There in the midst of it, so alive and alone,
Words support like bone.
“Mercy Street” Peter Gabriel
I work in a medical lab in St Louis. As one of the larger labs in the area, we have dozens of employees, mostly women for some reason, all ages and races, sexual orientation and relationship types. And we’ve taken a beating this year.
The first was a young mother of two who was part of my peer interview when I was going through the hiring process here. She’s a beautiful woman in physical appearance alone, but what really made her shine is a vivacious happiness that glowed from her. Her eyes danced over everything she looked at, and I never heard her utter a harsh word, or get snappy or short with anyone. This was a woman who had everything she ever wanted: a happy home life, a career she enjoyed, and if that wasn’t the case, we didn’t know it because she was apparently determined to make the best of it.
Then, two weeks before Dustin died, we got word her husband had been killed in a car accident one morning.
When she came back to work a week and a half later, she was a different person. Everything about her now felt blank and flat; even her hair didn’t have the bounce and liveliness it had once had. Gone was that vital spark, gone was her ready smile and infectious laugh. What replaced it was a hollowness to her eyes, a distance in her gaze, that drove home the point Nietchze had been trying to make about staring into the abyss. Every time I looked at her, I could see hell staring back at me. This was a woman still upright and moving by the sheer force of her will and the dependence of two young souls at home who needed her, but a part of her wasn’t going to come back.
Within days, I saw the same hollowness in my own face, the same distance in my own eyes, my own hell staring back at me in my mirror. I was reflecting that abyss, now, for everyone to see, and I noticed how many people suddenly stopped meeting my eyes, even the ones who didn’t know exactly what had happened to me. My own appearance changed; I still wore makeup, but only the bare minimum. I stopped wearing eyeshadow. I stopped styling my hair. Even now, I still don’t bother.
And the losses kept piling up. A month later, another woman lost her sister. Another lost her mother. Then last weekend, someone I’m close to here lost her young cousin in an accident, and another lost her son to suicide.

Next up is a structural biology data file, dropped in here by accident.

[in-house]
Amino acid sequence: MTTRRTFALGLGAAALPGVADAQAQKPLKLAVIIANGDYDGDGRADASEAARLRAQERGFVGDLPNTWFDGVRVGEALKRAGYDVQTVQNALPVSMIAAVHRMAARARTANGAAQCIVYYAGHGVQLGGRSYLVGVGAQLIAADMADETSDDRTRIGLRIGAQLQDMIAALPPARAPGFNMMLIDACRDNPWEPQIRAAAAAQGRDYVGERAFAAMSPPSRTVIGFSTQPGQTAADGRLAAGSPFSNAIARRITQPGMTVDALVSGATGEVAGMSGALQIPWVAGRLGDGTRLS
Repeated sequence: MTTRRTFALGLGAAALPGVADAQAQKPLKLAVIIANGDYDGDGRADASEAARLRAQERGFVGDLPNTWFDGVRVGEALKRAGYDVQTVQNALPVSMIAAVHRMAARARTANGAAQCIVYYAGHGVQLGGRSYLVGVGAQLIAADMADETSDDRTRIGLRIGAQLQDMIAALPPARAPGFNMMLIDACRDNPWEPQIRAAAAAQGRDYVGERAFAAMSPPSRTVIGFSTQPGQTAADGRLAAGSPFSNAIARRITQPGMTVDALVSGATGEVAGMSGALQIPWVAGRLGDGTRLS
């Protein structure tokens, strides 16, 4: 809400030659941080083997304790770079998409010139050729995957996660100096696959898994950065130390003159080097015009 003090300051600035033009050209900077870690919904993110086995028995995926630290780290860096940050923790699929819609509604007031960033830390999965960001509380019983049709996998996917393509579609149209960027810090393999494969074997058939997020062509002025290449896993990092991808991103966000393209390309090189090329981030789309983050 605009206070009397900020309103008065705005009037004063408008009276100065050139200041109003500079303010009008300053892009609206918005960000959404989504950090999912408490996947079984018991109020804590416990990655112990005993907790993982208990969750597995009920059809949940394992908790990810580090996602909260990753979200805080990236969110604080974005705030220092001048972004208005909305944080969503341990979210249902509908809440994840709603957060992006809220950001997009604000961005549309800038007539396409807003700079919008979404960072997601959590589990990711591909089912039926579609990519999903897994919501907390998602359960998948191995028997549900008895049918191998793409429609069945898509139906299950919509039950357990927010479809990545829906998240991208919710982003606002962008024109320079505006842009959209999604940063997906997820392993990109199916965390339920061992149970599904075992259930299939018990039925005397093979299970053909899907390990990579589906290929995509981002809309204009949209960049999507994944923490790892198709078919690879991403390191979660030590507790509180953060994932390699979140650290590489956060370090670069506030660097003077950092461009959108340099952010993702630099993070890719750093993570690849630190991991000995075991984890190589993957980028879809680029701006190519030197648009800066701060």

Even the halls feel haunted now. Voices are quieter, steps are slower. So many people here have been staring into hell we may as well set up a viewing balcony and a snack bar. I don’t even know how to comprehend the scope of the losses that keep piling up here and I don’t know if I should even try. My own emotions are still raw, and once you’ve been marked my grief, it is devastatingly easy to see someone else’s mark. While it would be logical to assume we’re somehow banding together to support each other through our respective losses, we aren’t, and I, for one, don’t want to.
It’s not callousness or selfishness that makes me say that, but introversion. Sitting down in a support group-type session would not be cathartic or helpful to me, but nerve-wracking and exhausting. I can’t contemplate sitting down with strangers and acquaintances-or even friends-and opening up that way.
That may sound hypocritical in the context of a very public blog, but in reality this is the perfect outlet for someone like me. I can be as brutally honest and open as my situation demands, but the distance of the internet provides a buffer. I have time and space to chase the words I write, their rhythm and grace.
Some days, some nights, the words flow like water, using my hands and eyes as a mere conduit. Sometimes I don’t know the person who writes these words, who feels this emotion. Sometimes I read and reread a post a dozen times, knowing I felt it, knowing I’m still living it, but the words feel unfamiliar. This happened to me. This is my story. And on this scaffolding of word and rhythm and nuance, written by someone moving so deeply within me that I have only the vaguest grasp of her, I am trying to rebuild myself, my heart, my life. And every time I sit down at a keyboard, I do my best to get out of her way and let her speak. I hear her driving home in the dark, I hear her echoing in my mind when I wake, I feel her tides in the quiet spaces. Somewhere in that half-lit dreamtime, that part of me is waiting for the rest of me to reunite, to become whole again, instead subsisting on fleeting glimpses and the fading feeling of warmth.
So this space and these words are my meditation, this is my road within. This is Home.